Theatre Terms | Page 3 | AACT

Theatre Terms

image of question markAs a service to the theatre community, AACT provides over 1000 definitions of theatrical terms.  Fully searchable, our glossary is helpful for technical staff, directors, actors, producers, or anyone wanting to better understand the inner workings of theatre.

Click on a letter (A-Z) below to find terms beginning with the specified letter, OR enter a word in "Search for Term" OR search by entering a word in "Words in Definition." For example, entering the word "curtain" would display all words whose definition includes that word. (Note: If the A-Z or word search has been activated, it must be reset before using "Search for Term" or "Words in Definition." To reset the A-Z search: Click Here)

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Term Definition Link
ROLLER A system whereby cloths can be rolled up/down instead of flying in/out in a theatre where there is no fly tower, or limited flying height.
ROYALTY FEE Royalties are the authors' way of being paid for the use of their show (their "intellectual property"). The authors of a musical may include the book writer (who writes the dialogue), the composer (who writes the music), and the lyricist (who writes the words to the music). Their right to be paid for use of their work is guaranteed by U.S. copyright law. A royalty fee is due whenever a play is presented in front of an audience?-whether an admission is charged or not. This includes classroom presentations, benefits, or private shows. The fact that a performance is a free or a benefit is taken into account when fees are quoted.
ROYALTY HOUSE An informal term describing publisher-representatives such as Samuel French, Dramatists Play Service, I.E. Clark, Pioneer, Encore, Music Theater International, and Tams-Witmark. These companies sell or rent scripts and scores and also license plays for production, acting as the playwright's agent by collecting royalties on a copyrighted title. Sometimes referred to as a publisher, or publisher-agent.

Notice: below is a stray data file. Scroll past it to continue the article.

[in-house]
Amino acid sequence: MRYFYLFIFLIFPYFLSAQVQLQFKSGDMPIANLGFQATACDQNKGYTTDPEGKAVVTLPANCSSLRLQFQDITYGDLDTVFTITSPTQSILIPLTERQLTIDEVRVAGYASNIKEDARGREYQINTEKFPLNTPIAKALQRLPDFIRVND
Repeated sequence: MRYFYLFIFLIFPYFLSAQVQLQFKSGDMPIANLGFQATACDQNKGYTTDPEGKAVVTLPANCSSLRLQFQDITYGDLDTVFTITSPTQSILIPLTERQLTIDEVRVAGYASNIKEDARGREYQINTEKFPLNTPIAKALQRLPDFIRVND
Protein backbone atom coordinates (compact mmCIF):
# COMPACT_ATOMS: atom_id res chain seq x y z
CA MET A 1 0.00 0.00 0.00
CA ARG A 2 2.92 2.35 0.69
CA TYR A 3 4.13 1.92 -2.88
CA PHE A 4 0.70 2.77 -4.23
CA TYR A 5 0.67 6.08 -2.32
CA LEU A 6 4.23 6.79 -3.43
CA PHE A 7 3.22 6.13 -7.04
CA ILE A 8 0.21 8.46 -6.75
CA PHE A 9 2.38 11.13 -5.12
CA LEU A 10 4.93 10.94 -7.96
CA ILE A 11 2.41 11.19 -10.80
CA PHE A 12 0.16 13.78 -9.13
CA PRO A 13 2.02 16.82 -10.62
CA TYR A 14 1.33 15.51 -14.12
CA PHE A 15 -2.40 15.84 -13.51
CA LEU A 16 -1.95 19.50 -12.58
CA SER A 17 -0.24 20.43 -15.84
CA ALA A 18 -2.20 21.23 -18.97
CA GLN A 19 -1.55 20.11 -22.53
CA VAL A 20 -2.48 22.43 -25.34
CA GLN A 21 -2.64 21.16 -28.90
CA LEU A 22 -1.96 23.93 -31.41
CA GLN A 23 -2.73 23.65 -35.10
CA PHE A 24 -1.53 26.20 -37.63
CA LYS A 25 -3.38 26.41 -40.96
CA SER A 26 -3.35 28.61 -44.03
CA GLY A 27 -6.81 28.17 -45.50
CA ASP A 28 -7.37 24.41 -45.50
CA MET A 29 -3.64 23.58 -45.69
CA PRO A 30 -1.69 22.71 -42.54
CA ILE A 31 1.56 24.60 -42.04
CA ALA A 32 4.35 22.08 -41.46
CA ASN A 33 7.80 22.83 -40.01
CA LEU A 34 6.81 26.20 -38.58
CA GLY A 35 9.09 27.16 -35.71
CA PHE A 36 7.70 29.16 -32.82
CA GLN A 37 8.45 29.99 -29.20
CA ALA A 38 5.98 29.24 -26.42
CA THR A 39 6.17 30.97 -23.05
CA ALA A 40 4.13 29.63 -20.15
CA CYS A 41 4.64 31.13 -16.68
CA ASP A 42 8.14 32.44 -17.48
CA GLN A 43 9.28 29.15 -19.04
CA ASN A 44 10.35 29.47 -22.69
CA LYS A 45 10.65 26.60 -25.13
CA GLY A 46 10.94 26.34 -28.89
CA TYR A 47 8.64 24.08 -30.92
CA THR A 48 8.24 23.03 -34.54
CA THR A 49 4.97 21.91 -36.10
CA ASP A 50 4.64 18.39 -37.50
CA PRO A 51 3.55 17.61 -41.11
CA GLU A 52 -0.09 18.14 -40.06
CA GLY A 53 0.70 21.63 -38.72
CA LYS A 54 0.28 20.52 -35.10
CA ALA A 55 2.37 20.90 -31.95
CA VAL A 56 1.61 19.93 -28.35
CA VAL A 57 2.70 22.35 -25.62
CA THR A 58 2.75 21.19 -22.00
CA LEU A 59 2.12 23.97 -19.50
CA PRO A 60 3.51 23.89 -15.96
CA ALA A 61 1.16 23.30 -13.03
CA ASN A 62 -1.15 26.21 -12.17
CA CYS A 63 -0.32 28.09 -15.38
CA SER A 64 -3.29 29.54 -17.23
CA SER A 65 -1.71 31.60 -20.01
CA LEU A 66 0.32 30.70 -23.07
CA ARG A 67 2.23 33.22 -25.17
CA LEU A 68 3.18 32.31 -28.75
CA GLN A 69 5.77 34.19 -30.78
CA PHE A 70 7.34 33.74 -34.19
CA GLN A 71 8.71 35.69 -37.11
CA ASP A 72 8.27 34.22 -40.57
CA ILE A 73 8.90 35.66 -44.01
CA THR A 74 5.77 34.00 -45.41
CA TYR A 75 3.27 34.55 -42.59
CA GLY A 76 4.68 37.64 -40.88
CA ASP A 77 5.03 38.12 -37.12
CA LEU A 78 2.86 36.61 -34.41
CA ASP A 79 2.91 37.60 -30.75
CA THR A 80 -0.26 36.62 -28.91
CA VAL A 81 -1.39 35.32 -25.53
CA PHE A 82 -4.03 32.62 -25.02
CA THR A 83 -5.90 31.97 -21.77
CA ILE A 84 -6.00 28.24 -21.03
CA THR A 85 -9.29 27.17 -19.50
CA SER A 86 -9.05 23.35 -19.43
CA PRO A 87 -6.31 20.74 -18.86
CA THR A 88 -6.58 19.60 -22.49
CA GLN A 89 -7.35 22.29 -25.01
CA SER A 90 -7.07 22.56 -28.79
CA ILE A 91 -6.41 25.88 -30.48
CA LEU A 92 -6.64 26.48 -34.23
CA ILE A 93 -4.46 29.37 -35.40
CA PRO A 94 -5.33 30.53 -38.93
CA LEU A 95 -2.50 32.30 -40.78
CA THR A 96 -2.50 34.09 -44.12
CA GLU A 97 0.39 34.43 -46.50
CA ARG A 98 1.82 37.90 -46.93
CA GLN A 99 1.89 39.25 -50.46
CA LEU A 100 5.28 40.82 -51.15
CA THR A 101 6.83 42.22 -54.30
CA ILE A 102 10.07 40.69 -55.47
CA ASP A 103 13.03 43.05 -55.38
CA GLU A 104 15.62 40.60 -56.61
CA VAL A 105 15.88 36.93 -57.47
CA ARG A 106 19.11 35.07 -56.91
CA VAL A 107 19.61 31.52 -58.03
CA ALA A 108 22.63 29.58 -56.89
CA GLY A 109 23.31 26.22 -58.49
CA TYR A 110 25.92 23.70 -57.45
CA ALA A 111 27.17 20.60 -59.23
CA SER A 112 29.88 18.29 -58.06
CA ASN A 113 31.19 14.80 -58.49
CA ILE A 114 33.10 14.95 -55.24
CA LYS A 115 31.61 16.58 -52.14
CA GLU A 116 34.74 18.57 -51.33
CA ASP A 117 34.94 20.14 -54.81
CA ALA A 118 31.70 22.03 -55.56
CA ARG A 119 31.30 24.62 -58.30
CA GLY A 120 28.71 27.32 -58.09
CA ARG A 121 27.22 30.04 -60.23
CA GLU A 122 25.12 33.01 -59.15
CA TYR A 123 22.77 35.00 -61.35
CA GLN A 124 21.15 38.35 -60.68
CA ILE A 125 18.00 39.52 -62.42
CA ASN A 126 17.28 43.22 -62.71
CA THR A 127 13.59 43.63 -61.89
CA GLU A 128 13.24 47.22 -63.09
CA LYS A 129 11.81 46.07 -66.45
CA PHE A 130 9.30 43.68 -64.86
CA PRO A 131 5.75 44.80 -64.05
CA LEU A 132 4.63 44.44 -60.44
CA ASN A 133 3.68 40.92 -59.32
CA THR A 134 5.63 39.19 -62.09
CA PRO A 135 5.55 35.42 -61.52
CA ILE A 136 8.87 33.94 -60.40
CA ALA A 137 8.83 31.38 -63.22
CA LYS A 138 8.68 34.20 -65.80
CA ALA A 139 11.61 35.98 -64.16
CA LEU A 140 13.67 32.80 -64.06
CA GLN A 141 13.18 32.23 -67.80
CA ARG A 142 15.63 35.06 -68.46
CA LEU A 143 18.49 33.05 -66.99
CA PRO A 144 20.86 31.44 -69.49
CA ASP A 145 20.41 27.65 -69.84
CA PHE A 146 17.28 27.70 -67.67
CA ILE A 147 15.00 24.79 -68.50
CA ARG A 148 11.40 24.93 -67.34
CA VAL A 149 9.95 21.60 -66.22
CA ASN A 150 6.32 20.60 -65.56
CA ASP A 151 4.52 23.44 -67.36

RUN A sequence of performances of the same production, as in "This show will run for years," or "How long a run do you expect?"
RUNNERS 1) A pair of curtains parting in the center and running horizontally, particularly those used in a downstage position in variety and revue productions. 2) Persons employed as production assistants to do odd jobs and errands during a production period.
RUNNING PLOT A plot giving details of the changes between cues, as distinct from a state plot which gives the whole state of the system at any time. For example, a lighting plot on a manual board is normally a running plot. It is difficult to start a running plot half way through; often the operator has to go back to the beginning and work through until the required point is reached.
RUNWAY A narrow projection of the stage, into the orchestra pit or into the aisle of the auditorium, on which a performer can walk.


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